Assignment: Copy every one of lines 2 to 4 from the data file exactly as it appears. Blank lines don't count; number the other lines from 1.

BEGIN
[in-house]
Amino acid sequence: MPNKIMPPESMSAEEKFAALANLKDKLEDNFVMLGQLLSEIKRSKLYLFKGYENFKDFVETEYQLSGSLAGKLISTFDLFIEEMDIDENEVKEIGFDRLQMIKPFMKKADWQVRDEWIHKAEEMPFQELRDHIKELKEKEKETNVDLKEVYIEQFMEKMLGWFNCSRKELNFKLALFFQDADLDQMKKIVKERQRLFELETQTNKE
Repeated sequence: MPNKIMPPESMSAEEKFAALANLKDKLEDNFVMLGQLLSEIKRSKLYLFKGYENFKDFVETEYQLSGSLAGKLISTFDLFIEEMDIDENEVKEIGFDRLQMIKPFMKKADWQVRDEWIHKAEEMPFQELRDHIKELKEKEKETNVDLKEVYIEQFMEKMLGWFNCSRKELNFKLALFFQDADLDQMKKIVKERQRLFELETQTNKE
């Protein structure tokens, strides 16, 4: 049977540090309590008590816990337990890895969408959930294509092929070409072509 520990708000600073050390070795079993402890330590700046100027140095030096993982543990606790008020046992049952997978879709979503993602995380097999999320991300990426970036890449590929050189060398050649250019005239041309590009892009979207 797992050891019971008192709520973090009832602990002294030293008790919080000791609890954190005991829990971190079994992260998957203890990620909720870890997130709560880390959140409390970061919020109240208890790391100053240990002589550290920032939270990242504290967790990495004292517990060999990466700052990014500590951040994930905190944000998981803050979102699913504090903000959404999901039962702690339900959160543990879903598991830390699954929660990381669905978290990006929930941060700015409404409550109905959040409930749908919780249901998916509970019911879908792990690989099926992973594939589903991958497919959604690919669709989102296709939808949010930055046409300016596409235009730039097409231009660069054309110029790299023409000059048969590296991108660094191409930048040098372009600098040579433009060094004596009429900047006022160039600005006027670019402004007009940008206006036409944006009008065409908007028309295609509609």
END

Amino acid sequence: MPNKIMPPESMSAEEKFAALANLKDKLEDNFVMLGQLLSEIKRSKLYLFKGYENFKDFVETEYQLSGSLAGKLISTFDLFIEEMDIDENEVKEIGFDRLQMIKPFMKKADWQVRDEWIHKAEEMPFQELRDHIKELKEKEKETNVDLKEVYIEQFMEKMLGWFNCSRKELNFKLALFFQDADLDQMKKIVKERQRLFELETQTNKE
Repeated sequence: MPNKIMPPESMSAEEKFAALANLKDKLEDNFVMLGQLLSEIKRSKLYLFKGYENFKDFVETEYQLSGSLAGKLISTFDLFIEEMDIDENEVKEIGFDRLQMIKPFMKKADWQVRDEWIHKAEEMPFQELRDHIKELKEKEKETNVDLKEVYIEQFMEKMLGWFNCSRKELNFKLALFFQDADLDQMKKIVKERQRLFELETQTNKE
């Protein structure tokens, strides 16, 4: 049977540090309590008590816990337990890895969408959930294509092929070409072509 520990708000600073050390070795079993402890330590700046100027140095030096993982543990606790008020046992049952997978879709979503993602995380097999999320991300990426970036890449590929050189060398050649250019005239041309590009892009979207 797992050891019971008192709520973090009832602990002294030293008790919080000791609890954190005991829990971190079994992260998957203890990620909720870890997130709560880390959140409390970061919020109240208890790391100053240990002589550290920032939270990242504290967790990495004292517990060999990466700052990014500590951040994930905190944000998981803050979102699913504090903000959404999901039962702690339900959160543990879903598991830390699954929660990381669905978290990006929930941060700015409404409550109905959040409930749908919780249901998916509970019911879908792990690989099926992973594939589903991958497919959604690919669709989102296709939808949010930055046409300016596409235009730039097409231009660069054309110029790299023409000059048969590296991108660094191409930048040098372009600098040579433009060094004596009429900047006022160039600005006027670019402004007009940008206006036409944006009008065409908007028309295609509609």